Classic Military Vehicle
No. 196, September, 2017
82 pp + covers
This British magazine is printed in full colour on glossy stock in A4 size and is for full-sized vehicle enthusiasts. It is the companion to Military Machines International, but as its name suggests, it focuses on older MVs. This month there are seven feature articles plus several regular columns.
First up this month is a photo feature on the return of the War and Peace military vehicle show to the Whitbread Hop Farm in Kent, England. Having been once, I can only say that if you like military vehicles of any type, you simply have to get to this show at least once in your lifetime.
Next is an article on a restored WC54 Ambulance with some nice detail shots.
Up third is a feature on what is claimed to be the only privately owned and operating Challenger 1 MBT.
The next article documents a visit to MV restoration experts West End garage in Somerset, England, and has a number of shots of projects underway in the shop at the time.
Fifth is an article on the WWII Hungarian Csaba armoured car that includes quite a number of, unfortunately mostly small, wartime photos of the vehicle including a couple of interior shots.
The sixth piece is about the vehicles built by the Wolseley Tool and Motor Car Company during WW I and includes a number of photos of different Wolseley vehicles.
Last is a feature on a restored British Enfield WD/CO 350cc motorcycle with some nice photos of the restored bike.
The regular columns include:
- A news section with current MV and event news including Tank Times, a gazette of the Tank Museum, Bovington, and a Letters to the Editor section.
- A listing of upcoming MV shows and events.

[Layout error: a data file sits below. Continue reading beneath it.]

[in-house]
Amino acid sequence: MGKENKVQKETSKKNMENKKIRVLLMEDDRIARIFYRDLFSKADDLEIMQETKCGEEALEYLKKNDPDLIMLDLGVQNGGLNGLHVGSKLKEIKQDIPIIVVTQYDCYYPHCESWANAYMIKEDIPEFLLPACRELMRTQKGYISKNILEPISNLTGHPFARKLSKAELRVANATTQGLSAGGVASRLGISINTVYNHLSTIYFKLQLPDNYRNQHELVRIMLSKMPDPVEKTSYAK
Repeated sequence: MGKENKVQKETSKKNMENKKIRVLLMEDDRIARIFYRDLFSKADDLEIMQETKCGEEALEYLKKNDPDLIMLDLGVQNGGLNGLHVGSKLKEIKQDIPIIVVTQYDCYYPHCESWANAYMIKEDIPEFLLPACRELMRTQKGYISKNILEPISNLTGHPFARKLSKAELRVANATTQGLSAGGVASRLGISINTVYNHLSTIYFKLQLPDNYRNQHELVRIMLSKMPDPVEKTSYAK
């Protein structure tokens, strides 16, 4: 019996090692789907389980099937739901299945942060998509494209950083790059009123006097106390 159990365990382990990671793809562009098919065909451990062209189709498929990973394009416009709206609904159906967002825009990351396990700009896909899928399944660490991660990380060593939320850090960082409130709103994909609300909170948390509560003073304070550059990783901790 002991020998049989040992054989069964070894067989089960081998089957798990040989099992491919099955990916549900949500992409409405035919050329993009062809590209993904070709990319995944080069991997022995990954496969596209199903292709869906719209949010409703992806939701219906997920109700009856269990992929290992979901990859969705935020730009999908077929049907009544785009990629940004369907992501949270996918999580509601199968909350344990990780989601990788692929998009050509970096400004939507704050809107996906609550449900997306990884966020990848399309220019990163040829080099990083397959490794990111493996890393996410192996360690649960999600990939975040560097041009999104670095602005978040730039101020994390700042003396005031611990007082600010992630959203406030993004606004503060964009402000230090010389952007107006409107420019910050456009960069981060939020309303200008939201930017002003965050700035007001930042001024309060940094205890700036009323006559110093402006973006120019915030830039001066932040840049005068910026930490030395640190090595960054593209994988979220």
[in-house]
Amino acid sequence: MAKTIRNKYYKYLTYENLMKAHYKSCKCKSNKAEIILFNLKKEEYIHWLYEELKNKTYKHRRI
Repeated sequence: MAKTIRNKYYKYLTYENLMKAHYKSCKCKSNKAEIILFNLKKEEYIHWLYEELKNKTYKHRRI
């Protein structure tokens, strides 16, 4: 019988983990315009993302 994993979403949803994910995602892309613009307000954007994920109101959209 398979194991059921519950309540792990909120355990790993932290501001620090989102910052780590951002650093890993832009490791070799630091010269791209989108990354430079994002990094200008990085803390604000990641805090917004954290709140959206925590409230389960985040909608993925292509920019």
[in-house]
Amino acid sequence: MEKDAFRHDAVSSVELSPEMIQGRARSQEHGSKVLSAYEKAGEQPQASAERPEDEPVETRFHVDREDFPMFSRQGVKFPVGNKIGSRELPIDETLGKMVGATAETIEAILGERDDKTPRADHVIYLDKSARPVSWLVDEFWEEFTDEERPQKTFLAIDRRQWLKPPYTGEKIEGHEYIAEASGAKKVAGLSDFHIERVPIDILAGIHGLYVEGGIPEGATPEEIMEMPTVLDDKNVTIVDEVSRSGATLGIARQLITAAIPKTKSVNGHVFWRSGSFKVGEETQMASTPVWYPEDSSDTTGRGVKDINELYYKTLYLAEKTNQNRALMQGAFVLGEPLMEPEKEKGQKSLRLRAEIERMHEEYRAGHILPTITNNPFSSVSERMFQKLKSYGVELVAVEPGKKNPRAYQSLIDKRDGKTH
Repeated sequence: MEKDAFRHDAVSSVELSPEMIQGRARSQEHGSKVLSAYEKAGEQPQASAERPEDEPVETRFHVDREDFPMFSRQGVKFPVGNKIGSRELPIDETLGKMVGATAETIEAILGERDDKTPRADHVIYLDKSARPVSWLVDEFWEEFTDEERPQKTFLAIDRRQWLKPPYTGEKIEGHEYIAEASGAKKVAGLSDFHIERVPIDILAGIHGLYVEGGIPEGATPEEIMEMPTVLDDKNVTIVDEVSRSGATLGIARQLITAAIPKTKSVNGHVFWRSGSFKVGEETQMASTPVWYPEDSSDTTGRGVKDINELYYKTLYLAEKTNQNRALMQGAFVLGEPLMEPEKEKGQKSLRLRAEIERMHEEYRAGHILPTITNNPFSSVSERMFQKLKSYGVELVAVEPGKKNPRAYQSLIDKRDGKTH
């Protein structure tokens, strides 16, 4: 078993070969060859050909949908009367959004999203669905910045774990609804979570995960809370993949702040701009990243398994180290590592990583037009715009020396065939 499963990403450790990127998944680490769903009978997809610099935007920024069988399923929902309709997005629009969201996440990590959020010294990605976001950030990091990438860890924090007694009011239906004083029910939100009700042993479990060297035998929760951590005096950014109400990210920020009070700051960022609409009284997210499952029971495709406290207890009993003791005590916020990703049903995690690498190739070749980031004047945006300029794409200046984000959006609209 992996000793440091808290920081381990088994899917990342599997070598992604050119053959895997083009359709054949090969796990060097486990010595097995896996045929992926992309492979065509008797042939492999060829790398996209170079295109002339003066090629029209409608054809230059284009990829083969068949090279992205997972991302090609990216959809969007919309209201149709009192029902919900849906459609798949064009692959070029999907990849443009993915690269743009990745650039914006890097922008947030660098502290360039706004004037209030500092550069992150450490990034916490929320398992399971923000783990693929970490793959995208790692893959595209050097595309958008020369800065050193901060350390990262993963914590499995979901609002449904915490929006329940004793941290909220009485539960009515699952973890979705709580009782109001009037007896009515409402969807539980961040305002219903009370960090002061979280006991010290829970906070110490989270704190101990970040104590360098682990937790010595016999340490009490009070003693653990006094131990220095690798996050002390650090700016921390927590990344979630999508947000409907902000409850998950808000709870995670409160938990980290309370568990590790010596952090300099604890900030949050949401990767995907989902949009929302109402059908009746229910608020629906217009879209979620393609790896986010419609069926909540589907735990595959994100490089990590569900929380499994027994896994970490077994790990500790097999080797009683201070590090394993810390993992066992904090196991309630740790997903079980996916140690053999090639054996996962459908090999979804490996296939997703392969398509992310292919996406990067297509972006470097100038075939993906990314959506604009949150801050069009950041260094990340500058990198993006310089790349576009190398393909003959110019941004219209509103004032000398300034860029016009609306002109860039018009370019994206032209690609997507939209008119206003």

- A section of reviews of local events, generally with several photos from each event.
- A selection of relevant book reviews.“Museum of the Month”, the Muckleburgh Collection in Norfolk.
- Parting photo of a Universal Carrier, Mk I, in well delineated Caunter Scheme, with a Sikh battalion in Eritrea, 1941.
Aimed at the vehicle collector, this really isn't a modelling magazine and most of the photos of the current vehicles are not taken with an eye to the modeller. However, the period photo essays are quite valuable and are probably worth the reasonable price to those who lean a bit more towards the historical aspect of modelling. Like its brother publication, there really could stand to be fewer articles in each issue with deeper coverage and more photos, but that's more a statement of the magazine's overall editorial direction as opposed to anything with this one issue.
Highly Recommended for fans of military vehicles.
Thanks goes out to Key Publishing for this review sample.
Reviewed by Paul Roberts - AMPS FF Worthington, Toronto, ON, Canada
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